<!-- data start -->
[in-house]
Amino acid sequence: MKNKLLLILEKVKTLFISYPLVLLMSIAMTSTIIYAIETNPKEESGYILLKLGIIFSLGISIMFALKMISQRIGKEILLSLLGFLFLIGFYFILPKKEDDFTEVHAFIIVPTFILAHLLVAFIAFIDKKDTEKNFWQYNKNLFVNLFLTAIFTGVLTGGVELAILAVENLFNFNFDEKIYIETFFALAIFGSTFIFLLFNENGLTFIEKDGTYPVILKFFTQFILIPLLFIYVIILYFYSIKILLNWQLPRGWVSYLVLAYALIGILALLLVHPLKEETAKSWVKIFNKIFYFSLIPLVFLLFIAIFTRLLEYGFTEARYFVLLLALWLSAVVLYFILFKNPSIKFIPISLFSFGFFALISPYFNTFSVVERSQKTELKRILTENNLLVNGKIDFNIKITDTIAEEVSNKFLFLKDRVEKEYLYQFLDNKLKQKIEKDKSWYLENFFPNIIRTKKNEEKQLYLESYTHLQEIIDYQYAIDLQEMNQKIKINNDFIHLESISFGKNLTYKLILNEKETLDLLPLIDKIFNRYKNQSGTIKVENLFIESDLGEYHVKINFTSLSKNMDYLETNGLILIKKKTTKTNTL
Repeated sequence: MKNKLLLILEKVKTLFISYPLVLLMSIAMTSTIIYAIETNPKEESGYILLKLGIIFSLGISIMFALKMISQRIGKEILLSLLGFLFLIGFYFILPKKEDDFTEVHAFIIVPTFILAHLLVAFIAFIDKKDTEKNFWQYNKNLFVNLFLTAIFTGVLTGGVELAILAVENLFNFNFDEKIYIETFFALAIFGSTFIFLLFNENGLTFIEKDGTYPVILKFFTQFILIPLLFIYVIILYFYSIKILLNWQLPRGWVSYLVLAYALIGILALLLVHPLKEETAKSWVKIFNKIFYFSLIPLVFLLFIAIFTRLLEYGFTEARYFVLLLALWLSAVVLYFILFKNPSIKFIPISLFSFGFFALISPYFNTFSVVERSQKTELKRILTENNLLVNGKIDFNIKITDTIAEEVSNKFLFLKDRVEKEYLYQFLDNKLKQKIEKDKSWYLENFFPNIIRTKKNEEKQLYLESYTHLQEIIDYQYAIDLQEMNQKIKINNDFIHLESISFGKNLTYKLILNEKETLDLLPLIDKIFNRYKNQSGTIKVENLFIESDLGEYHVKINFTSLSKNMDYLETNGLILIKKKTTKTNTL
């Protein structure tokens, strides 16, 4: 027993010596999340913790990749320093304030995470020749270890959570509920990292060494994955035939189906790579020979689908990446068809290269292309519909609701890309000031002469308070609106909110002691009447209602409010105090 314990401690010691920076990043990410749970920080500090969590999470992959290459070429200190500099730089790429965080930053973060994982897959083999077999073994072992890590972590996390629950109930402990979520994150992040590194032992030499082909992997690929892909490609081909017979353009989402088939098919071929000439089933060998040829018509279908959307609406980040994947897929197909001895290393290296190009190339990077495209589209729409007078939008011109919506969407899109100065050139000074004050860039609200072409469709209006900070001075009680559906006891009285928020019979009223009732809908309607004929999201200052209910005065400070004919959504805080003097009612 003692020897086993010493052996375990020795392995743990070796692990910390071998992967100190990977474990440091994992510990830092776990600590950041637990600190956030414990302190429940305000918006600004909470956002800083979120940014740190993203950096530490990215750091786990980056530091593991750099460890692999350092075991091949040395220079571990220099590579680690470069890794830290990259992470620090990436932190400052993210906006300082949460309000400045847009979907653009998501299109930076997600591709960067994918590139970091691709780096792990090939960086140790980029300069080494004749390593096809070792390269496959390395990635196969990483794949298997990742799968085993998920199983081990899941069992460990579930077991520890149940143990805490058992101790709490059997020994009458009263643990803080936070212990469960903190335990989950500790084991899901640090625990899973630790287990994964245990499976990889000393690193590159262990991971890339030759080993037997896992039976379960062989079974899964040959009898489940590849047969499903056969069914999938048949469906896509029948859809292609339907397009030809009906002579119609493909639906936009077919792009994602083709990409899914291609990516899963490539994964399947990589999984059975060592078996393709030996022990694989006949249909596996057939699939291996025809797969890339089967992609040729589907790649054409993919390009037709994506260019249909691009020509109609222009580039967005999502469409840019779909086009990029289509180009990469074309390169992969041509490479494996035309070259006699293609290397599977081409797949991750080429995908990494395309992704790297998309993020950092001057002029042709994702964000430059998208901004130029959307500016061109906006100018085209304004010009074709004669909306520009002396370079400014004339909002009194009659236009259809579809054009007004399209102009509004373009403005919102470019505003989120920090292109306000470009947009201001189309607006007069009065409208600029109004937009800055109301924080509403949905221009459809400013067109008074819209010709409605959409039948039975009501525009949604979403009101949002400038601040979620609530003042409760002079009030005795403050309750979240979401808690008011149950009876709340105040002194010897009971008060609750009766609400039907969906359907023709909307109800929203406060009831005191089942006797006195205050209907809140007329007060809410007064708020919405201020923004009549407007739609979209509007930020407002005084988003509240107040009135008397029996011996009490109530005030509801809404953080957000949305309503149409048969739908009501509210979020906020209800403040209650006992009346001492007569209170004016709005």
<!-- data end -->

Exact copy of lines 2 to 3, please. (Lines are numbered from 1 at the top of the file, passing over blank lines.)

Amino acid sequence: MKNKLLLILEKVKTLFISYPLVLLMSIAMTSTIIYAIETNPKEESGYILLKLGIIFSLGISIMFALKMISQRIGKEILLSLLGFLFLIGFYFILPKKEDDFTEVHAFIIVPTFILAHLLVAFIAFIDKKDTEKNFWQYNKNLFVNLFLTAIFTGVLTGGVELAILAVENLFNFNFDEKIYIETFFALAIFGSTFIFLLFNENGLTFIEKDGTYPVILKFFTQFILIPLLFIYVIILYFYSIKILLNWQLPRGWVSYLVLAYALIGILALLLVHPLKEETAKSWVKIFNKIFYFSLIPLVFLLFIAIFTRLLEYGFTEARYFVLLLALWLSAVVLYFILFKNPSIKFIPISLFSFGFFALISPYFNTFSVVERSQKTELKRILTENNLLVNGKIDFNIKITDTIAEEVSNKFLFLKDRVEKEYLYQFLDNKLKQKIEKDKSWYLENFFPNIIRTKKNEEKQLYLESYTHLQEIIDYQYAIDLQEMNQKIKINNDFIHLESISFGKNLTYKLILNEKETLDLLPLIDKIFNRYKNQSGTIKVENLFIESDLGEYHVKINFTSLSKNMDYLETNGLILIKKKTTKTNTL
Repeated sequence: MKNKLLLILEKVKTLFISYPLVLLMSIAMTSTIIYAIETNPKEESGYILLKLGIIFSLGISIMFALKMISQRIGKEILLSLLGFLFLIGFYFILPKKEDDFTEVHAFIIVPTFILAHLLVAFIAFIDKKDTEKNFWQYNKNLFVNLFLTAIFTGVLTGGVELAILAVENLFNFNFDEKIYIETFFALAIFGSTFIFLLFNENGLTFIEKDGTYPVILKFFTQFILIPLLFIYVIILYFYSIKILLNWQLPRGWVSYLVLAYALIGILALLLVHPLKEETAKSWVKIFNKIFYFSLIPLVFLLFIAIFTRLLEYGFTEARYFVLLLALWLSAVVLYFILFKNPSIKFIPISLFSFGFFALISPYFNTFSVVERSQKTELKRILTENNLLVNGKIDFNIKITDTIAEEVSNKFLFLKDRVEKEYLYQFLDNKLKQKIEKDKSWYLENFFPNIIRTKKNEEKQLYLESYTHLQEIIDYQYAIDLQEMNQKIKINNDFIHLESISFGKNLTYKLILNEKETLDLLPLIDKIFNRYKNQSGTIKVENLFIESDLGEYHVKINFTSLSKNMDYLETNGLILIKKKTTKTNTL